Structure of amyloid fibers formed by the protein hnRNPDL-2 determined

Using high-resolution cryo-electron microscopy (cryo-EM), UAB researchers determined the structure of amyloid fibers formed by the protein hnRNPDL-2, which has been linked to limb-girdle muscular dystrophy type 3 and concluded that the protein’s inability to form amyloid fibers, rather than aggregation, would be the cause of the disease.

Structure of amyloid fibers formed by the protein hnRNPDL-2 determined
Structure of hnRNPDL-2 amyloid fibers obtained by cryoEM at 2.5 A resolution. The upper part shows the organization of the protein with two nucleic acid binding domains in pink and a low-complexity domain responsible for its assembly. The lower part shows the cryoEM map obtained and the structure of an amyloid fiber layer and its mutations, to better understand its implication in health and disease. Image Credit: Universitat Autònoma de Barcelona

A Spanish research group has determined the first amyloid structure at high resolution. The investigation, published in Nature Communications, directs the treatment toward the quest for molecules that stabilize or enable amyloid formation and opens the door to studying other functional amyloids and their mutations using the same technique in order to better understand their role in health and disease.

Limb-girdle muscular dystrophy type 3 (LGMD D3) is an uncommon condition that is characterized by increasing muscle weakness caused by point mutations in the hnRNPDL-2 protein. It is a little-known protein that belongs to the RNA-associated ribonucleoprotein (RNP) family and has the ability to assemble to form functional amyloid structures.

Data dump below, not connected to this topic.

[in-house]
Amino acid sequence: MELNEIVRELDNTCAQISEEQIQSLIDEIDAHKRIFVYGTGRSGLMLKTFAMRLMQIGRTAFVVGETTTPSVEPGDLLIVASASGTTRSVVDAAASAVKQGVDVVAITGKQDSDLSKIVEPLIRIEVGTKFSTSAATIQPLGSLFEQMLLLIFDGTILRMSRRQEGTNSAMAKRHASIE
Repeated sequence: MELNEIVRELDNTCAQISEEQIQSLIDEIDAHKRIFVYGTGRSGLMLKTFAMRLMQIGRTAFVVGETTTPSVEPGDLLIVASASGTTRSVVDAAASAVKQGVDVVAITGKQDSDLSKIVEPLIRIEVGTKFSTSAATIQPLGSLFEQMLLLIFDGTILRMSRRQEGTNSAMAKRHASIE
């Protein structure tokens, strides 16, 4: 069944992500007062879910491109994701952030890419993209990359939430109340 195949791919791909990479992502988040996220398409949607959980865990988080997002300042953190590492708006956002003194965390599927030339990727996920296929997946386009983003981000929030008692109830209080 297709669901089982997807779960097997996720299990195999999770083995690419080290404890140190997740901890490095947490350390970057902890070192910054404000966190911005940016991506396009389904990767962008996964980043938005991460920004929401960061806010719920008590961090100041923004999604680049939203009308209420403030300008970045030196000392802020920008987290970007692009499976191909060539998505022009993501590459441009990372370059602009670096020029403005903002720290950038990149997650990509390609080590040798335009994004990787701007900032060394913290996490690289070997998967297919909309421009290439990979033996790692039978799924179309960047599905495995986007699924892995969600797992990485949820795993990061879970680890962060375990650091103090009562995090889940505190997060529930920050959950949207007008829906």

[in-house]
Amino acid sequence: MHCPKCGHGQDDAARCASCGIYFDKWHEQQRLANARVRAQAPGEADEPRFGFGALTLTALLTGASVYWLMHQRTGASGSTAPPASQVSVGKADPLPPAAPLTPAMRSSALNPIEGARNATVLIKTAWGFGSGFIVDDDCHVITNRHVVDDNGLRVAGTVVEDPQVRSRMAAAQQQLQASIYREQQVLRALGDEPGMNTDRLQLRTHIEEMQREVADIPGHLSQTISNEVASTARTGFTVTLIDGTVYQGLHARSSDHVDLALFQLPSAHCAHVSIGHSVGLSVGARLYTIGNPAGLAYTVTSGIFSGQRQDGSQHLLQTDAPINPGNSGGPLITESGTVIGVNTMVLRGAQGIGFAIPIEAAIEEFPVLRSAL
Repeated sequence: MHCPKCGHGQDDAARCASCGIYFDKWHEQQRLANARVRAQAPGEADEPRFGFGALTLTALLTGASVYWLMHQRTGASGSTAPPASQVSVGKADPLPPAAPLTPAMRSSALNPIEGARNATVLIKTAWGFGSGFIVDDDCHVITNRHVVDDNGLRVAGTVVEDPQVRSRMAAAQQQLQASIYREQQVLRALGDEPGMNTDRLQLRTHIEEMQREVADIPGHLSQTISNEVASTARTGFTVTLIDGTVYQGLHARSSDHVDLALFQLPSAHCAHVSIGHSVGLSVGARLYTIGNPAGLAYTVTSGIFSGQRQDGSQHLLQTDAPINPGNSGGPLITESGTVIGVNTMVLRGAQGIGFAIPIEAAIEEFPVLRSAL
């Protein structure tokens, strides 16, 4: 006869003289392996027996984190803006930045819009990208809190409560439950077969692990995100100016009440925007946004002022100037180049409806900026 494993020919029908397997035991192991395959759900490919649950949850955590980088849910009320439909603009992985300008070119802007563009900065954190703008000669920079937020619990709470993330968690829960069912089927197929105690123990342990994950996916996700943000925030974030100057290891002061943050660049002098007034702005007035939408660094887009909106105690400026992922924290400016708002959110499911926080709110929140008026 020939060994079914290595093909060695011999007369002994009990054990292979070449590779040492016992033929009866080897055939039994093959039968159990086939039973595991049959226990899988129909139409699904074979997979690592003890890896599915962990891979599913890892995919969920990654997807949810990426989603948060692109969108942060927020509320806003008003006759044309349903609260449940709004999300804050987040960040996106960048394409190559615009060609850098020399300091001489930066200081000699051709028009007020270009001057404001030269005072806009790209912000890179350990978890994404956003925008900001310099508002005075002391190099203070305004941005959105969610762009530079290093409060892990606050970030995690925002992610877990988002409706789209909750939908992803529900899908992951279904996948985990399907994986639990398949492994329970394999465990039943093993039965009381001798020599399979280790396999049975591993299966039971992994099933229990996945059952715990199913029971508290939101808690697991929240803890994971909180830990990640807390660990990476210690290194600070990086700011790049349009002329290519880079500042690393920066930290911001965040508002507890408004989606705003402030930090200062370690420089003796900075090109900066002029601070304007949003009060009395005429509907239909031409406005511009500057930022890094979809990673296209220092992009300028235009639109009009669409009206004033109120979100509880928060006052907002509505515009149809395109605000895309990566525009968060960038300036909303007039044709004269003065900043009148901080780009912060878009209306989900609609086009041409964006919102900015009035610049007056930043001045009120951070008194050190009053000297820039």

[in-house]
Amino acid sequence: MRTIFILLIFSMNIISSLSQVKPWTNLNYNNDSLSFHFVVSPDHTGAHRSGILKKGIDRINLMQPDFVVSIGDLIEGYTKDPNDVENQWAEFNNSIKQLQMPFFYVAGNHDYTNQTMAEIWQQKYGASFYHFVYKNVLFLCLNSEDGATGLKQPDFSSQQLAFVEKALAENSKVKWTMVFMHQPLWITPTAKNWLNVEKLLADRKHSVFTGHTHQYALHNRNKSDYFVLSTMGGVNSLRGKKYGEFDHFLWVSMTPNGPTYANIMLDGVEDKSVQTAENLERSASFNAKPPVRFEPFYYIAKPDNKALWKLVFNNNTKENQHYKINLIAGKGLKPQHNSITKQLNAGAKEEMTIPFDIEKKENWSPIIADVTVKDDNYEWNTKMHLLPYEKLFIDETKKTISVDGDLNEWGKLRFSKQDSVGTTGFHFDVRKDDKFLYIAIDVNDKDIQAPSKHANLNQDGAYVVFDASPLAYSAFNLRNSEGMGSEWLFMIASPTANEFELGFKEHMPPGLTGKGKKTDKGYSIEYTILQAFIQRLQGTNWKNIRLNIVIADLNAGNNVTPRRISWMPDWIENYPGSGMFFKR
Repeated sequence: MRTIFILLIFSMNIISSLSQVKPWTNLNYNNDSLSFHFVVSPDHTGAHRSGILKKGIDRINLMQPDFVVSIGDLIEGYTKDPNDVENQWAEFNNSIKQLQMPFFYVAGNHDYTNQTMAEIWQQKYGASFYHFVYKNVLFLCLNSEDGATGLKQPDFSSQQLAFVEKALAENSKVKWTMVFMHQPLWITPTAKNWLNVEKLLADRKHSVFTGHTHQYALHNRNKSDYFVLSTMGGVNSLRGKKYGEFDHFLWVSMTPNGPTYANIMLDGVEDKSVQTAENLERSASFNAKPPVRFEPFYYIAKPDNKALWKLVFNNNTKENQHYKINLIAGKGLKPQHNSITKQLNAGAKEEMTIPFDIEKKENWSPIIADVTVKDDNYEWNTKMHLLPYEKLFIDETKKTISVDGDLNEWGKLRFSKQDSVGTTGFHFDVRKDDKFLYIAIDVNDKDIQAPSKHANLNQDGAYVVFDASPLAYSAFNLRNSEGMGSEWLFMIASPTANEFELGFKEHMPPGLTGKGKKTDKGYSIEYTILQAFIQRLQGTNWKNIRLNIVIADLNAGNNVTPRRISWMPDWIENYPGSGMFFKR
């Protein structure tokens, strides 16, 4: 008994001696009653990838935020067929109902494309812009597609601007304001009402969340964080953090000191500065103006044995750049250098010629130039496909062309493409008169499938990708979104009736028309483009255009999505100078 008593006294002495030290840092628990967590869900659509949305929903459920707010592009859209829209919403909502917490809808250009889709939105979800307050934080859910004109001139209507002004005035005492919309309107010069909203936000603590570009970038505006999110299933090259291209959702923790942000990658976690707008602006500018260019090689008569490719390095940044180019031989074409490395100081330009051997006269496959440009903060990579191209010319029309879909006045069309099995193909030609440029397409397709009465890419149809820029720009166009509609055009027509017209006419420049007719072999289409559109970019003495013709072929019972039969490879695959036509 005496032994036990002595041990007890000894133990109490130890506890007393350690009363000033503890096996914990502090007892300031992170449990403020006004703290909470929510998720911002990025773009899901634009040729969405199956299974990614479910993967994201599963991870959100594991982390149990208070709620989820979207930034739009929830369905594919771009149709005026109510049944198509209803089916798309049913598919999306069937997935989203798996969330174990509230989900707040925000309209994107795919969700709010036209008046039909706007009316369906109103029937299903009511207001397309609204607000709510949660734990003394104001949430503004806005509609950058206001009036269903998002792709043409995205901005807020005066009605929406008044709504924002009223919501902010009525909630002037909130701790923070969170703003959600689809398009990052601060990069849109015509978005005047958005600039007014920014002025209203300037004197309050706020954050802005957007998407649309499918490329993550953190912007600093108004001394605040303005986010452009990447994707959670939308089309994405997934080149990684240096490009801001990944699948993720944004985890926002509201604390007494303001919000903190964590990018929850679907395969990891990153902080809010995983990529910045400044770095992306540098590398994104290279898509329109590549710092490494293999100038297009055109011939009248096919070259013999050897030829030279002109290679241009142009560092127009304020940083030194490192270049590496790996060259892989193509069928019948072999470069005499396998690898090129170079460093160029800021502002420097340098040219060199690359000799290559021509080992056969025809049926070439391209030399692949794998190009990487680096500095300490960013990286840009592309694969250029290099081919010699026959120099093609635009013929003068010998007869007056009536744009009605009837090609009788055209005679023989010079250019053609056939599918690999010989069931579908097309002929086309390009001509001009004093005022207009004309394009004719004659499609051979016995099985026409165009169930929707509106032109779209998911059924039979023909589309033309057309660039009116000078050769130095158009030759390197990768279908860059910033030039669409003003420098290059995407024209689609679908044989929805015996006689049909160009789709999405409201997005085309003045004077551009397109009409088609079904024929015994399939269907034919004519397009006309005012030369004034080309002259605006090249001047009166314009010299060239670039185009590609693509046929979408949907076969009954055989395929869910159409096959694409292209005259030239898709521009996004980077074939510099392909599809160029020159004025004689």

Amyloids are formed by thousands of pieces of the same protein joining together to form very stable and structured fibers (protein aggregates). Their formation is frequently associated with diseases like Parkinson’s and Alzheimer’s, but they are also used for functional purposes by various organisms, though the number of functional amyloids described in humans remains small.

In a study published in Nature Communications, investigators from the Universitat Autònoma de Barcelona (UAB) ascertained the structure of amyloid fibers formed by the protein hnRNPDL-2.

Their structure and activity indicate that they are stable, non-toxic amyloid fibers that bind nucleic acids when aggregated. The findings suggest that LGMD D3 could be a protein loss-of-function disease, with the pathology caused by the inability to form the amyloid structures described in the study.

Our study challenges the hypothesis that the aggregation of this protein is the cause of the disease and proposes that it is the inability to form a fibrillar structure that has been selected by evolution to bind nucleic acids that causes the pathology.”

Salvador Ventura, Professor and Researcher, Biochemistry and Molecular Biology, Institute of Biotechnology and Biomedicine

Salvador Ventura led the research along with the first author of the paper, Javier Garcia-Pardo, a Juan de la Cierva-Incorporación researcher at IBB-UAB.

Utilizing high-resolution cryo-electron microscopy (cryo-EM), researchers determined the structure of the hnRNPDL-2 protein’s amyloid fibers. This is the first complete structure of human functional amyloid solved using this technique; earlier, only structures created by fragments of these proteins had been solved. It is also the first high-resolution amyloid structure determined by a Spanish research team.

The protein’s structure varies from that of other pathological amyloid proteins in that it encompasses a highly hydrophilic nucleus—the amino acid linked to LGMD D3. However, here, compared to other diseases, amyloid formation is not toxic but is vital for protein function.